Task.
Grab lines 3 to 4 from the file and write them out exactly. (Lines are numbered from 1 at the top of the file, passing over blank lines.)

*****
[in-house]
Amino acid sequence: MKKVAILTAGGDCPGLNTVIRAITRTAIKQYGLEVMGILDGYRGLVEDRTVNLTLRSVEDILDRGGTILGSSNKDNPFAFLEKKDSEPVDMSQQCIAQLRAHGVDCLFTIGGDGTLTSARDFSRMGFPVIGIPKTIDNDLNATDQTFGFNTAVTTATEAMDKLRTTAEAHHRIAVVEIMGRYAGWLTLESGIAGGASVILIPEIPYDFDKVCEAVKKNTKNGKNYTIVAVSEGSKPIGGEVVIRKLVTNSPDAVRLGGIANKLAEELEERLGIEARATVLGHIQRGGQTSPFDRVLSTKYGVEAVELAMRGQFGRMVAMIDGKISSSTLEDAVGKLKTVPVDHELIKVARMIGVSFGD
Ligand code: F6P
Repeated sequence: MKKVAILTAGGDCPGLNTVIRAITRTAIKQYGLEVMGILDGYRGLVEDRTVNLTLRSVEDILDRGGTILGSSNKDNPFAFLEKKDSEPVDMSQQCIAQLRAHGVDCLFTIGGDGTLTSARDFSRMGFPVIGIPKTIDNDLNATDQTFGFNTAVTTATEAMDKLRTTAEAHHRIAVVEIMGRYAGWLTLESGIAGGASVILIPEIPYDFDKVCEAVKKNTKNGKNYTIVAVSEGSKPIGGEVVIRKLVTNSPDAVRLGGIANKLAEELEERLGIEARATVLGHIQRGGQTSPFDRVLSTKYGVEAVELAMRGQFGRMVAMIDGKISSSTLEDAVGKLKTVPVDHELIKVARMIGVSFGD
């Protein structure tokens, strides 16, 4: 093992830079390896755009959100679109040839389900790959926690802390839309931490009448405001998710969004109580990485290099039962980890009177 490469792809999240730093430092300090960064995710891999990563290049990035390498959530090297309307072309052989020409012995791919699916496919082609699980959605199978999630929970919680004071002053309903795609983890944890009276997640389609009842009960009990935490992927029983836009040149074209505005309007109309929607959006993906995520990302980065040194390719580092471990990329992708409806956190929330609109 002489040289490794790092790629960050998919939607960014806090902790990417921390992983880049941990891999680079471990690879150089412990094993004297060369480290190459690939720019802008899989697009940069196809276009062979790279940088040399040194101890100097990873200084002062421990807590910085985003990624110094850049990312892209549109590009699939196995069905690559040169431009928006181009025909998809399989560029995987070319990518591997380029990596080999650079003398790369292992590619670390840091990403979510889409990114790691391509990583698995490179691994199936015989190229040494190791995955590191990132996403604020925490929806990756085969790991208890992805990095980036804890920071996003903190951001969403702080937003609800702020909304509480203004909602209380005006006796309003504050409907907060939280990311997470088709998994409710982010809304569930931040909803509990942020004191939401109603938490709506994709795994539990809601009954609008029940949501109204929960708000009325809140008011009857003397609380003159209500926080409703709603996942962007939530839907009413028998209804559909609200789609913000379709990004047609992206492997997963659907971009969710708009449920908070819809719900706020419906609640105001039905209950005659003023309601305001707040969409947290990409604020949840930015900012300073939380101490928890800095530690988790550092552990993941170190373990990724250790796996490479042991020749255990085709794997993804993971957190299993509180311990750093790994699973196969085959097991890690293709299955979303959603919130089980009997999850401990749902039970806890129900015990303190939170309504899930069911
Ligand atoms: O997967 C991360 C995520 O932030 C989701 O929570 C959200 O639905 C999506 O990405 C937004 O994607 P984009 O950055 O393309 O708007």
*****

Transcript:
Ligand code: F6P
Repeated sequence: MKKVAILTAGGDCPGLNTVIRAITRTAIKQYGLEVMGILDGYRGLVEDRTVNLTLRSVEDILDRGGTILGSSNKDNPFAFLEKKDSEPVDMSQQCIAQLRAHGVDCLFTIGGDGTLTSARDFSRMGFPVIGIPKTIDNDLNATDQTFGFNTAVTTATEAMDKLRTTAEAHHRIAVVEIMGRYAGWLTLESGIAGGASVILIPEIPYDFDKVCEAVKKNTKNGKNYTIVAVSEGSKPIGGEVVIRKLVTNSPDAVRLGGIANKLAEELEERLGIEARATVLGHIQRGGQTSPFDRVLSTKYGVEAVELAMRGQFGRMVAMIDGKISSSTLEDAVGKLKTVPVDHELIKVARMIGVSFGD